Simple Random vs. Stratified Random Sample: An Overview
In statistical analysis, the "population" is the total set of observations or data that exists. However, it is often unfeasible to measure every individual or data point in a population. Instead, researchers rely on samples. A sample is a set of observations from the population. The sampling method is the process used to pull samples from the population.
Simple random samples and stratified random samples are both common methods for obtaining a sample. A simple random sample is used to represent the entire data population and randomly selects individuals from the population without any other consideration.
A stratified random sample, on the other hand, first divides the population into smaller groups, or strata, based on shared characteristics. Therefore, a stratified sampling strategy will ensure that members from each subgroup are included in the data analysis.
- Simple random and stratified random samples are statistical measurement tools.
- A simple random sample takes a small, basic portion of the entire population to represent the entire data set.
- The population is divided into different groups that share similar characteristics, from which a stratified random sample is taken.
Simple Random Sample
Simple random sampling is a statistical tool used to describe a very basic sample taken from a data population. This sample represents the equivalent of the entire population.
The simple random sample is often used when there is very little information available about the data population, when the data population has far too many differences to divide into various subsets, or when there is only one distinct characteristic among the data population.
For instance, a candy company may want to study the buying habits of its customers in order to determine the future of its product line. If there are 10,000 customers, it may use choose 100 of those customers as a random sample. It can then apply what it finds from those 100 customers to the rest of its base.
Statisticians will devise an exhaustive list of a data population and then select a random sample within that large group. In this sample, every member of the population has an equal chance of being selected to be part of the sample. They can be chosen in two ways:
- Through a manual lottery, in which each member of the population is given a number. Numbers are then drawn at random by someone to include in the sample. This is best used when looking at a small group.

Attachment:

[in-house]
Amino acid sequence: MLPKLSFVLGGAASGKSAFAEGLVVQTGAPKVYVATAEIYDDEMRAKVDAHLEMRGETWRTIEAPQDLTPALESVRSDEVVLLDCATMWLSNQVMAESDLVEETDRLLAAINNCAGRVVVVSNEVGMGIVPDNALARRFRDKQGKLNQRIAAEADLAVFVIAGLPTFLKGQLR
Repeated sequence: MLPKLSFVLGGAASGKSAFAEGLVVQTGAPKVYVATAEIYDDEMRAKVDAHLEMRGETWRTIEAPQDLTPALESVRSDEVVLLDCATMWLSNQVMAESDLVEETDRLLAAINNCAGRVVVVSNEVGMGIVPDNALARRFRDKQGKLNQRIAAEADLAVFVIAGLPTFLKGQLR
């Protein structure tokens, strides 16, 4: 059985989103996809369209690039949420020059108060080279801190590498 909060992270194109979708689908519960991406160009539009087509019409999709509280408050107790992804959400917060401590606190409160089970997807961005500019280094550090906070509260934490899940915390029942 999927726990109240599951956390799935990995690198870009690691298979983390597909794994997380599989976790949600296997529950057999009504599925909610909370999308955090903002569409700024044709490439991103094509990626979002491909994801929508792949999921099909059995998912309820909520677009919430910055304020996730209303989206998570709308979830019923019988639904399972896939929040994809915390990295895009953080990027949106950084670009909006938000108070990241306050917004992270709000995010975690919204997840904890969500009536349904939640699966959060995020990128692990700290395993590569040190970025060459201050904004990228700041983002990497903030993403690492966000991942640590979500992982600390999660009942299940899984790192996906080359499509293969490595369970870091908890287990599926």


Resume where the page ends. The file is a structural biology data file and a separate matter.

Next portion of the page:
- Computer-generated sampling. This method works best with larger data sets, by using a computer to select the samples rather than a human.
Using simple random sampling allows researchers to make generalizations about a specific population and leave out any bias. This can help determine how to make future decisions. That way, the candy company from the example above can use this tool to develop a new candy flavor to manufacture based on the current tastes of the 100 customers. But keep in mind, these are generalizations, so there is room for error. After all, it is a simple sample. Those 100 customers may not have an accurate representation of the tastes of the entire population.
Stratified Random Sampling
Unlike simple random samples, stratified random samples are used with populations that can be easily broken into different subgroups or subsets. These groups are based on certain criteria, then randomly choose elements from each in proportion to the group's size versus the population.
This method of sampling means there will be selections from each different group—the size of which is based on its proportion to the entire population. But the researchers must ensure the strata do not overlap. Each point in the population must only belong to one stratum so each point is mutually exclusive. Overlapping strata would increase the likelihood that some data are included, thus skewing the sample.
The candy company may decide to use the random stratified sampling method by dividing its 100 customers into different age groups to help make determinations about the future of its production.
Portfolio managers can use stratified random sampling to create portfolios by replicating an index such as a bond index.
Stratified sampling offers some advantages and disadvantages compared to simple random sampling. Because it uses specific characteristics, it can provide a more accurate representation of the population based on what's used to divide it into different subsets. This often requires a smaller sample size, which can save resources and time. In addition, by including sufficient sample points from each stratum, the researchers can conduct a separate analysis on each individual stratum.
But more work is required to pull a stratified sample than a random sample. Researchers must individually track and verify the data for each stratum for inclusion, which can take a lot more time compared with random sampling.